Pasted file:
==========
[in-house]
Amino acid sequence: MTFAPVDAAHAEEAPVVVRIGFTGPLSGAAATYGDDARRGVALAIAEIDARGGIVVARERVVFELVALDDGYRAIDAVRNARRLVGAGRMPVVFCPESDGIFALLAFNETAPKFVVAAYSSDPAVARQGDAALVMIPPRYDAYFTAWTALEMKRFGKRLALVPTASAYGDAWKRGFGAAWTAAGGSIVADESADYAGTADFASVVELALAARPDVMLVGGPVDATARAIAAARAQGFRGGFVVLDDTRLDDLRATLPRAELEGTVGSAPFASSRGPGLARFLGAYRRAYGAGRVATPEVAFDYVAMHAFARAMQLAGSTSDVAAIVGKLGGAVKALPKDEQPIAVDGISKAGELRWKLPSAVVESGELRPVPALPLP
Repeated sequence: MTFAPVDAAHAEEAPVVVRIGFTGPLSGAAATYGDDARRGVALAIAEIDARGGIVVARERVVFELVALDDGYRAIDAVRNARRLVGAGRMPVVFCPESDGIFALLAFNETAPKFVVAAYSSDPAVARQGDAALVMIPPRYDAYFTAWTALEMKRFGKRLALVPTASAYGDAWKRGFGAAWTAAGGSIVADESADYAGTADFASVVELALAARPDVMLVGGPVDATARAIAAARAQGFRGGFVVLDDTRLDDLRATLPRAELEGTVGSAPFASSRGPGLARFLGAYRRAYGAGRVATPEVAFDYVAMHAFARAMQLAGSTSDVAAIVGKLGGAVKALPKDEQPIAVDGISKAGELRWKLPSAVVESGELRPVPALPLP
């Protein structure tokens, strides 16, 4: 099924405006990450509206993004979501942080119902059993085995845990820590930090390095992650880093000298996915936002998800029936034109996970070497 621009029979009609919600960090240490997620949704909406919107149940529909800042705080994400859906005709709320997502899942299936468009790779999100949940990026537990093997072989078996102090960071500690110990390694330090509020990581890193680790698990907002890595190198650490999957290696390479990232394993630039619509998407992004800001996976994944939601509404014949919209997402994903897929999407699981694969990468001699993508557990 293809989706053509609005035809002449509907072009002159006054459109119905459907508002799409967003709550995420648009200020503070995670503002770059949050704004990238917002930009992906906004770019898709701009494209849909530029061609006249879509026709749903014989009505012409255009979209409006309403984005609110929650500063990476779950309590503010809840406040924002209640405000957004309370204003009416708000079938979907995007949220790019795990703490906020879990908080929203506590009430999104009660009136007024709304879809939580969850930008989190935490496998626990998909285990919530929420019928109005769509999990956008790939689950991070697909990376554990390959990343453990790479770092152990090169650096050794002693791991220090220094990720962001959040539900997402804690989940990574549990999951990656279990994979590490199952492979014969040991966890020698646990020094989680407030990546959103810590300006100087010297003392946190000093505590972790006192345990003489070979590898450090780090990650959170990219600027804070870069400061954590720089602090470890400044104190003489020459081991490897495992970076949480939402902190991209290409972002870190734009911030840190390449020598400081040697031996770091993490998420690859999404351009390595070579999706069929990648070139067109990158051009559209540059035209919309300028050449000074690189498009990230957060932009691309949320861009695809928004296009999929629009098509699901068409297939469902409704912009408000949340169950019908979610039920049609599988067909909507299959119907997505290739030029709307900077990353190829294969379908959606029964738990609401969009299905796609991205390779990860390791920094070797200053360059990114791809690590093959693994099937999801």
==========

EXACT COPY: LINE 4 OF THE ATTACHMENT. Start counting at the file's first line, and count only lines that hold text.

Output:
């Protein structure tokens, strides 16, 4: 099924405006990450509206993004979501942080119902059993085995845990820590930090390095992650880093000298996915936002998800029936034109996970070497 621009029979009609919600960090240490997620949704909406919107149940529909800042705080994400859906005709709320997502899942299936468009790779999100949940990026537990093997072989078996102090960071500690110990390694330090509020990581890193680790698990907002890595190198650490999957290696390479990232394993630039619509998407992004800001996976994944939601509404014949919209997402994903897929999407699981694969990468001699993508557990 293809989706053509609005035809002449509907072009002159006054459109119905459907508002799409967003709550995420648009200020503070995670503002770059949050704004990238917002930009992906906004770019898709701009494209849909530029061609006249879509026709749903014989009505012409255009979209409006309403984005609110929650500063990476779950309590503010809840406040924002209640405000957004309370204003009416708000079938979907995007949220790019795990703490906020879990908080929203506590009430999104009660009136007024709304879809939580969850930008989190935490496998626990998909285990919530929420019928109005769509999990956008790939689950991070697909990376554990390959990343453990790479770092152990090169650096050794002693791991220090220094990720962001959040539900997402804690989940990574549990999951990656279990994979590490199952492979014969040991966890020698646990020094989680407030990546959103810590300006100087010297003392946190000093505590972790006192345990003489070979590898450090780090990650959170990219600027804070870069400061954590720089602090470890400044104190003489020459081991490897495992970076949480939402902190991209290409972002870190734009911030840190390449020598400081040697031996770091993490998420690859999404351009390595070579999706069929990648070139067109990158051009559209540059035209919309300028050449000074690189498009990230957060932009691309949320861009695809928004296009999929629009098509699901068409297939469902409704912009408000949340169950019908979610039920049609599988067909909507299959119907997505290739030029709307900077990353190829294969379908959606029964738990609401969009299905796609991205390779990860390791920094070797200053360059990114791809690590093959693994099937999801």